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Title: Bayesian nonparametric Hawkes processes with applications
Author: Markwick, Dean
ISNI:       0000 0004 9359 5911
Awarding Body: UCL (University College London)
Current Institution: University College London (University of London)
Date of Award: 2020
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Many statistical problems involve modelling the times at which events occur. There are cases where events can occur in clusters with sudden jumps in the total number of occurrences. To model such data an intensity function can be constructed which describes the probability of an event occurring at a specific time. The Hawkes process is a point process model with a conditional intensity function that provides a change in intensity for each event occurrence and as such the Hawkes process can be used to explain event clustering. The flexibility and extendability of the Hawkes process will be highlighted in this thesis. I extend the Hawkes process by using nonparametric Bayesian methods where different components of the Hawkes process are constructed using a Dirichlet process which is a Bayesian prior for distributions. This allows for a data driven approach and removes the need for parametric assumptions. This Bayesian approach also allows for a hierarchical structure to be integrated in the models where appropriate. These extended Hawkes process are applied to different application domains including: extreme value theory, financial trading and soccer goal occurrence modelling. Each new application introduces a different extension to the Hawkes process and illustrates how it improves on existing methodology. From this research I also wrote a new software package for using Dirichlet processes. This software enables users to easily construct Dirichlet process objects that can incorporated into existing inference workflows. This allows users to introduce nonparametric methods without needing to program their own inference methods.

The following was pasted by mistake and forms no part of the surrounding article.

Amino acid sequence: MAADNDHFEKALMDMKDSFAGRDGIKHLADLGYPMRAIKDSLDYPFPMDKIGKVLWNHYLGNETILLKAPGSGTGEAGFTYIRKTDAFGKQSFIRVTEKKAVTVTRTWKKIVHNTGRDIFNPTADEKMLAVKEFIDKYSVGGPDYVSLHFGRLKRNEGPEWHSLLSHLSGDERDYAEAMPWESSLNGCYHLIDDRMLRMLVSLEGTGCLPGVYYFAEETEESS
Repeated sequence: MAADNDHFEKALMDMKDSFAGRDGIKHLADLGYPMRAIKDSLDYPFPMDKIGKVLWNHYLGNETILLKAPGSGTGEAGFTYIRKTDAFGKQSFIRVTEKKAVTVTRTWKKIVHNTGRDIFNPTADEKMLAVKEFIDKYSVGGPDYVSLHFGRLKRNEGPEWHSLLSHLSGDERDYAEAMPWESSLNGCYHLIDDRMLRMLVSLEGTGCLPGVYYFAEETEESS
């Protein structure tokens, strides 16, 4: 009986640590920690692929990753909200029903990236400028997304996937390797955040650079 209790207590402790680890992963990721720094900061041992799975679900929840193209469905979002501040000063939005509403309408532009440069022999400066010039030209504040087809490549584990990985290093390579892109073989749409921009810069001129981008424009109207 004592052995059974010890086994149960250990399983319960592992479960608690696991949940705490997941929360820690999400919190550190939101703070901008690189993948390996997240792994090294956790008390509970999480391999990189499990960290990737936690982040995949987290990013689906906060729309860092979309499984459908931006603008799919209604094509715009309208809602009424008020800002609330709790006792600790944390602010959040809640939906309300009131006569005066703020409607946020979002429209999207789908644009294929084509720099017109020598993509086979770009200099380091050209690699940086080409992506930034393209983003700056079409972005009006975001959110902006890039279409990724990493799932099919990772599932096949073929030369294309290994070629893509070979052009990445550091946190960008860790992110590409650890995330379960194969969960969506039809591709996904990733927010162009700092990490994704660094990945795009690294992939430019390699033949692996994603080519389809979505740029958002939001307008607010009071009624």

Supervisor: Not available Sponsor: Not available
Qualification Name: Thesis (Ph.D.) Qualification Level: Doctoral
EThOS ID:  DOI: Not available